# Finding the domain of this function.

• MHB
• cbarker1
In summary, the function $f(x)=\frac{1}{\sqrt{x^2-2x\cos(\theta)+4}}$ is defined for all real values of $x$ and $\theta$ for the given domain of $\theta\in[0,\pi]$. This is due to the fact that the denominator, $x^2-2x\cos(\theta)+4$, is always greater than or equal to 3, ensuring that the square root is always defined.
cbarker1
Gold Member
MHB
Dear Everyone,

I am having some trouble find the domain with this function: $f(x)=\frac{1}{\sqrt{x^2-2x\cos(\theta)+4}}$ and $\theta\in[0,\pi]$.

My attempt:

I know that the denominator needs to be greater than 0. So $\sqrt{x^2-2x\cos(\theta)+2}>0$. I squared both side of the inequality. Then I use the quadratic formula in terms of x: $x>\frac{2\cos(\theta)\pm\sqrt{4(\cos(\theta)^2-4}}{2}$. With some simplification and using the trig. identities, I got $x> \cos(\theta)\pm \sin(\theta)$. But I do not know how to proceed from here. Thanks,
Cbarker1

Cbarker1 said:
$f(x)=\frac{1}{\sqrt{x^2-2x\cos(\theta)+4}}$ and $\theta\in[0,\pi]$.

the domain depends of the value of $\theta$ ...

$\theta = \dfrac{\pi}{2} \implies f(x) = \dfrac{1}{\sqrt{x^2+4}}$

... $x$ can be any real value

$\theta = 0 \implies f(x) = \dfrac{1}{\sqrt{(x-2)^2}} = \dfrac{1}{|x-2|}$

... $x \ne 2$

$\theta = \pi \implies f(x) = \dfrac{1}{\sqrt{(x+2)^2}} = \dfrac{1}{|x+2|}$

... $x \ne -2$

for $0 < \theta < \dfrac{\pi}{2}$

$0 < \cos{\theta} < 1 \implies 0 < 2x\cos{\theta} < 2x$ for $x > 0 \implies x^2-2x\cos{\theta}+4 > x^2 - 2x + 4 \ge 0$

$0 < \cos{\theta} < 1 \implies 2x < 2x\cos{\theta} < 0$ for $x < 0 \implies x^2-2x\cos{\theta}+4 > 0$

... $x$ can be any real value

for $\dfrac{\pi}{2}< \theta < \pi$

$-1 < \cos{\theta} < 0 \implies -2x < 2x\cos{\theta} < 0$ for $x > 0 \implies x^2-2x\cos{\theta}+4 > 0$

$-1 < \cos{\theta} < 0 \implies 0 < 2x\cos{\theta} < -2x$ for $x < 0 \implies x^2-2x\cos{\theta}+4 > x^2-2x+4 \ge 0$

... $x$ can be any real value

Cbarker1 said:
Dear Everyone,

I am having some trouble find the domain with this function: $f(x)=\frac{1}{\sqrt{x^2-2x\cos(\theta)+4}}$ and $\theta\in[0,\pi]$.

My attempt:

I know that the denominator needs to be greater than 0. So $\sqrt{x^2-2x\cos(\theta)+2}>0$. I squared both side of the inequality. Then I use the quadratic formula in terms of x: $x>\frac{2\cos(\theta)\pm\sqrt{4(\cos(\theta)^2-4}}{2}$. With some simplification and using the trig. identities, I got $x> \cos(\theta)\pm \sin(\theta)$. But I do not know how to proceed from here.Thanks,
Cbarker1

\displaystyle \begin{align*} x^2 - 2\cos{ \left( \theta \right) } \, x + 4 &> 0 \\ x^2 - 2\cos{ \left( \theta \right) }\, x + \left[ -\cos{ \left( \theta \right) } \right] ^2 - \left[ -\cos{ \left( \theta \right) } \right] ^2 + 4 &> 0 \\ \left[ x - \cos{ \left( \theta \right) } \right] ^2 - \cos^2{ \left( \theta \right) } + 4 &> 0 \end{align*}

Note that $\displaystyle \left[ x - \cos{ \left( \theta \right) } \right] ^2 \geq 0$ for all $x, \theta$ and also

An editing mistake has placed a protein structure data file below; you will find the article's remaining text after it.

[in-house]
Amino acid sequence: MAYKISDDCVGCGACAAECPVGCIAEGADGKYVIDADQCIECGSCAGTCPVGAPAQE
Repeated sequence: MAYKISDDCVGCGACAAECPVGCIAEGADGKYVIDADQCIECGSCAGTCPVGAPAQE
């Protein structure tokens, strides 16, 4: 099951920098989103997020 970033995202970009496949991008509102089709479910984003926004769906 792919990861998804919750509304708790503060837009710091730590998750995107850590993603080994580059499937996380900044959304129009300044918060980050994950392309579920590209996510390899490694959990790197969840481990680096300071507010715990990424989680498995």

\displaystyle \begin{align*} 0 \leq \cos^2{ \left( \theta \right) } &\leq 1 \textrm{ for all } \theta, \textrm{ so } \\ -1 \leq -\cos^2{ \left( \theta \right) } &\leq 0 \\ 3 \leq -\cos^2{ \left( \theta \right) } + 4 &\leq 4 \end{align*}

so that means $\displaystyle \left[ x - \cos{ \left( \theta \right) } \right] ^2 - \cos^2{ \left( \theta \right) } + 4 \geq 3$ for all $x, \theta$.

Since the square root amount is never any less than 3, it's going to always be defined. The domain is $\mathbf{R}$.

Prove It said:
Since the square root amount is never any less than 3, it's going to always be defined. The domain is $\mathbf{R}$.

that is correct ... I was looking at $x^2 \pm 2x +4$ as if it were $x^2 \pm 4x +4$ when I factored.

mea culpa.

skeeter said:
that is correct ... I was looking at $x^2 \pm 2x +4$ as if it were $x^2 \pm 4x +4$ when I factored.

mea culpa.

Sorry Skeeter, didn't mean to upset you. I just liked my strategy so wanted to share it hahaha.

No upset ... it happens.

## What is the domain of a function?

The domain of a function is the set of all possible input values for which the function is defined. In other words, it is the set of all values that can be plugged into the function to produce a valid output.

## Why is it important to find the domain of a function?

Finding the domain of a function is important because it helps us understand the behavior of the function and identify any restrictions or limitations on its input values. It also ensures that we are working with valid inputs and can accurately interpret the results of the function.

## How do you find the domain of a function algebraically?

To find the domain of a function algebraically, you need to identify any restrictions on the input values. This can include restrictions on the denominator of a fraction, the radicand of a square root, or the variable in the argument of a logarithmic or trigonometric function. Once these restrictions are identified, the domain is the set of all real numbers that satisfy these restrictions.

## Can the domain of a function ever be all real numbers?

No, the domain of a function can never be all real numbers. There are certain mathematical operations, such as division by zero, that are undefined and therefore cannot be included in the domain. Additionally, some functions have natural limitations on their input values, such as a square root function only accepting non-negative inputs.

## What are some common mistakes when finding the domain of a function?

Some common mistakes when finding the domain of a function include forgetting to check for restrictions on the input values, incorrectly identifying the domain as all real numbers, and not considering the context of the problem. It is important to carefully analyze the function and its limitations to accurately determine its domain.

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